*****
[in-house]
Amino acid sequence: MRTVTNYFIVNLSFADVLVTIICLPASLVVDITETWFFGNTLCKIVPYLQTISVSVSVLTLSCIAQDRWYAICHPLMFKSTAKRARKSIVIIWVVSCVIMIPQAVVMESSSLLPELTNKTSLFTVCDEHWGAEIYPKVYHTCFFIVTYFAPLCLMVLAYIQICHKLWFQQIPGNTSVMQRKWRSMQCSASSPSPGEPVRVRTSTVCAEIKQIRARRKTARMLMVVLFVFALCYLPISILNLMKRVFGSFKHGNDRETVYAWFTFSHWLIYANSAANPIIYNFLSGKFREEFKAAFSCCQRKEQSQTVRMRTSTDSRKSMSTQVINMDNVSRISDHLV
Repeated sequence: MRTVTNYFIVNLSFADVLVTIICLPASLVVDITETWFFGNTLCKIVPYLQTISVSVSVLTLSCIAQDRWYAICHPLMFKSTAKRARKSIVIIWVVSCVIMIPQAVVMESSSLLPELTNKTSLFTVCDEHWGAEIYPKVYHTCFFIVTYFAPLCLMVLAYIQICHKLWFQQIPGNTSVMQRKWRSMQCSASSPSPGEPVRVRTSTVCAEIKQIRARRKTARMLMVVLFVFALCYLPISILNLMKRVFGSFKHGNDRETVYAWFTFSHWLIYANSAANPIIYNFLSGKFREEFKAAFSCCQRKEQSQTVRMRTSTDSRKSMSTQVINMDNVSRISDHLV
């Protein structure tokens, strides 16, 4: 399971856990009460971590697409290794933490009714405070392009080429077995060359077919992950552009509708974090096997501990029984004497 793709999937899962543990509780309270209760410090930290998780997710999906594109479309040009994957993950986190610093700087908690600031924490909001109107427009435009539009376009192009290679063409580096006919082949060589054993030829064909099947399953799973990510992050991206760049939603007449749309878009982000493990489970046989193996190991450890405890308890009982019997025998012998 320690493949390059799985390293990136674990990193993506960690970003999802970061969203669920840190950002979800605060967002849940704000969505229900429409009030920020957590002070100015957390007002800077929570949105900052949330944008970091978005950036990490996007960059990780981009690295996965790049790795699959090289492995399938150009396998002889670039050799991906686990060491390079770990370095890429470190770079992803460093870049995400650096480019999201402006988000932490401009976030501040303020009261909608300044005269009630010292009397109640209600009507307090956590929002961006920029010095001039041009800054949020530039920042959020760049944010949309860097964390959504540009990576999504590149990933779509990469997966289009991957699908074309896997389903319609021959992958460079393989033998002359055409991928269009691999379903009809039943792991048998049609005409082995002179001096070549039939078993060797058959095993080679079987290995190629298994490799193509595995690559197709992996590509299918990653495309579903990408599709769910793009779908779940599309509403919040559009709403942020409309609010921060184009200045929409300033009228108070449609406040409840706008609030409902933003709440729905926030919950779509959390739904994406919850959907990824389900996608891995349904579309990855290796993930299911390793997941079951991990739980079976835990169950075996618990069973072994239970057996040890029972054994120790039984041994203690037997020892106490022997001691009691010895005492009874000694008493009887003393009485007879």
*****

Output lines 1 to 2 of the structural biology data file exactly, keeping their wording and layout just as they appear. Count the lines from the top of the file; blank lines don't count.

[in-house]
Amino acid sequence: MRTVTNYFIVNLSFADVLVTIICLPASLVVDITETWFFGNTLCKIVPYLQTISVSVSVLTLSCIAQDRWYAICHPLMFKSTAKRARKSIVIIWVVSCVIMIPQAVVMESSSLLPELTNKTSLFTVCDEHWGAEIYPKVYHTCFFIVTYFAPLCLMVLAYIQICHKLWFQQIPGNTSVMQRKWRSMQCSASSPSPGEPVRVRTSTVCAEIKQIRARRKTARMLMVVLFVFALCYLPISILNLMKRVFGSFKHGNDRETVYAWFTFSHWLIYANSAANPIIYNFLSGKFREEFKAAFSCCQRKEQSQTVRMRTSTDSRKSMSTQVINMDNVSRISDHLV